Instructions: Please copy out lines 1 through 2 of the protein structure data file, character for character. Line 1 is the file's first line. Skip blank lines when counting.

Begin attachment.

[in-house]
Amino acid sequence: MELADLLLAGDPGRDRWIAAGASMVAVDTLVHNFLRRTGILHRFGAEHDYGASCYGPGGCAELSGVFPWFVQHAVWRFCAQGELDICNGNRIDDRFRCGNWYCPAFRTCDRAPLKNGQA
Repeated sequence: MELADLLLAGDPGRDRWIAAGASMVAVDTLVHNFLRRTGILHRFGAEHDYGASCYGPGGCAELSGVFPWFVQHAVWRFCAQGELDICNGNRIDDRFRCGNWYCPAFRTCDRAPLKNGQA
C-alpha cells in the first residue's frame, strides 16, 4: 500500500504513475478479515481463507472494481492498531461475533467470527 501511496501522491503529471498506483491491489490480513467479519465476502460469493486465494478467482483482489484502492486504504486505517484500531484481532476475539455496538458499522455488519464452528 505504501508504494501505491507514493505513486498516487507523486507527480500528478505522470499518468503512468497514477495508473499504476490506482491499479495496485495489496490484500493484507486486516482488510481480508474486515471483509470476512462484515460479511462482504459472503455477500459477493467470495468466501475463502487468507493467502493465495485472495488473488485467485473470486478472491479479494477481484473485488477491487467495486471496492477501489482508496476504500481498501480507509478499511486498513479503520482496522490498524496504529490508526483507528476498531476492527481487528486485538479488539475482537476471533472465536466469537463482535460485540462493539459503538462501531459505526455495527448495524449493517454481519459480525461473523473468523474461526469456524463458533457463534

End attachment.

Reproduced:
[in-house]
Amino acid sequence: MELADLLLAGDPGRDRWIAAGASMVAVDTLVHNFLRRTGILHRFGAEHDYGASCYGPGGCAELSGVFPWFVQHAVWRFCAQGELDICNGNRIDDRFRCGNWYCPAFRTCDRAPLKNGQA